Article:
Apr. 8—TUPELO — The relationship dynamics between sisters can be quite complex.
There are times when they're rivals and can't stand each other. But even in their messiness there are heartfelt moments when sisterly love takes over and they have each other's backs.
Few theater productions accurately capture this sibling relationship better than "Crimes of the Heart," written by Jackson native Beth Henley. The story of sisters who reunite in their Mississippi hometown won the 1981 Pulitzer Prize for Drama and earned a Tony Award nomination in 1986.
Tupelo Community Theatre will present "Crimes of the Heart" April 15-17 at the Lyric Theatre. Three evening performances and a Saturday matinee show are scheduled.
"Crimes of the Heart" was first staged at TCT in 1988.
"It's a timeless play about three eccentric sisters who have faced some real trials and challenges in their lives but hold on to some hope through the love, warmth and affection to one another," said Jonathan Martin, who is directing the TCT production.
The tragicomedy centers around the Magrath siblings who grew up in a dysfunctional home in Hazlehurst and reunite at the home of their ill grandfather.
Haley Johnson plays Lenny, the oldest sister who stayed home to care for Granddaddy; Maddie Ludt is Meg, the middle child who took off to Los Angeles for a singing career; and Allie Nichols is Babe, the youngest who's married to an attorney and state senator. When they reunite, they're faced with an immediate crisis: Babe is accused of shooting her husband. As the play progresses, the sisters face consequences for "crimes of the heart" they've committed.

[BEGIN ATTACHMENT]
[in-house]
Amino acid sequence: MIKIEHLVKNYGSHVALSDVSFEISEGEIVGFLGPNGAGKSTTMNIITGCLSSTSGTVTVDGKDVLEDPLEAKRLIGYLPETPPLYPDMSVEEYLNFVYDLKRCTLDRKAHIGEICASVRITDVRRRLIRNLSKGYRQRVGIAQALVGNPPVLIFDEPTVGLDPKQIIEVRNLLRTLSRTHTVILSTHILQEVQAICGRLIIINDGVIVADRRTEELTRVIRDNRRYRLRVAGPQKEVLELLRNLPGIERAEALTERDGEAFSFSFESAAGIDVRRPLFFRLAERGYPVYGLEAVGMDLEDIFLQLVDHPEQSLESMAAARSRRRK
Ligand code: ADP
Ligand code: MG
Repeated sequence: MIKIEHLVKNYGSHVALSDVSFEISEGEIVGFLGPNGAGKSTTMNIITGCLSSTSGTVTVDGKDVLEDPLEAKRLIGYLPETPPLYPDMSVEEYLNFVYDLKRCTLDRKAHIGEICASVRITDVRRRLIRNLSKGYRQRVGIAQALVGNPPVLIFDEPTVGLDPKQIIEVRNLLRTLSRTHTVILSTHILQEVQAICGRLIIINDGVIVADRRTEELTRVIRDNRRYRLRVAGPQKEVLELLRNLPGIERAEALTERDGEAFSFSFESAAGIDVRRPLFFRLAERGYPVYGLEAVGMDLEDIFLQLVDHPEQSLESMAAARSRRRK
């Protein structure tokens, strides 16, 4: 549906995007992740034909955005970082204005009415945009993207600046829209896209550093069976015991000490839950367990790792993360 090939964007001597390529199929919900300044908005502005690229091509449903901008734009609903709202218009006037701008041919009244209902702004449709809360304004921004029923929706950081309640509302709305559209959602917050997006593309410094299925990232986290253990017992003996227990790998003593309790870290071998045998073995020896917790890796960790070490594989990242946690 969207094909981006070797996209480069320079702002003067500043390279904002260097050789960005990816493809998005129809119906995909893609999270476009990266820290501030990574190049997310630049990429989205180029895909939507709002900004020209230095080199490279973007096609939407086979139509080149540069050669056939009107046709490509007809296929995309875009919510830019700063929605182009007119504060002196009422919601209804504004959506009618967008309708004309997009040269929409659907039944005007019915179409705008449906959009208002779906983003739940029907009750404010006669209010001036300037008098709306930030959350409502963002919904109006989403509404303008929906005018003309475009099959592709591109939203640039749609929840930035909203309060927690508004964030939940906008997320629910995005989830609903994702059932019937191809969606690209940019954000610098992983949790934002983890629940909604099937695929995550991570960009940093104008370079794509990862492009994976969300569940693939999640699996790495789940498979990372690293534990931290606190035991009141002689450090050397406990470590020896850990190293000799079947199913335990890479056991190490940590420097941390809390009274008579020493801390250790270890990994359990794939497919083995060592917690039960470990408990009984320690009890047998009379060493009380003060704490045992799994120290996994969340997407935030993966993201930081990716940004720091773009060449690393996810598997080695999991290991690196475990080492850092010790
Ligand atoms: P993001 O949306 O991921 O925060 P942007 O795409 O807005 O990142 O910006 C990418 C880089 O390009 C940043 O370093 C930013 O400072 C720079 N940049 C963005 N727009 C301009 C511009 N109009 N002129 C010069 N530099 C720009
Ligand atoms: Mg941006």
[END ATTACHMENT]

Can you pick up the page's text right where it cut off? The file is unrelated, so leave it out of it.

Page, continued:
"Eveybody knows this show," Johnson said. "Especially for female actors, everybody kind of knows this is one of the main shows women want to do as actors."
There's only six cast members. Playing supporting roles are Becky Shaffer as Chick Boyle, the sisters' first cousin; Jamie Fair as Doc Porter, Meg's former boyfriend; and Phil Milner as Barnette Lloyd, Babe's attorney.
Martin said "Crimes of the Heart" is a showcase of an excellent cast.
"They had to spend a lot of time early in rehearsal with not just getting on book but developing relationships," he said. "It was long hours of rehearsal working through a densely-written, challenging script. The actors' relationship dynamics shift from moment to moment, as we do in everyday life with the people we love. The actors had to be familiar with the script in a deep way and had to be able to work with and play off their fellow actors on stage. They've done a tremendous job."
Ludt said Meg was the character she wanted to play in "Crimes of the Heart."
"I've seen the show multiple times and I've always wanted to be in it," she said. "I don't think Meg and I have a lot in common. I thought she was a different character and would be a fun character to play because we don't have a lot in common."
In order to play a character from small-town Mississippi, Johnson said she had to regain a Southern accent.
"Some of the work we've actually had to do was make our accents sound good, which you wouldn't think would be a problem," she said. "Some of us have been in the theater so long, we're taught to do neutral accents. So, we've got to throw it back home and rediscover our Southern accent. You know, talk like we're from here."
Nichols said "Crimes of the Heart" reveals how families cope with their imperfections.
"It really holds up the mirror to the dysfunctional family thing." she said. "It's like 'Oh, you see yourself here? Yeah, me too.' It's good to be able to show that to people and not have the Norman Rockwell platonic family situation."
Show times for "Crimes of the Heart" are 7:30 p.m. Thursday, Friday and Saturday and 2 p.m. Saturday. Seating is limited due to COVID-19 restrictions and all patrons must wear masks.
Tickets are $20 for adults and $10 for students and younger. The play contains a limited amount of language that some may find offensive.
For more information or to purchase tickets, call TCT at (662) 844-1935 Monday through Friday 9 a.m. until 5 p.m.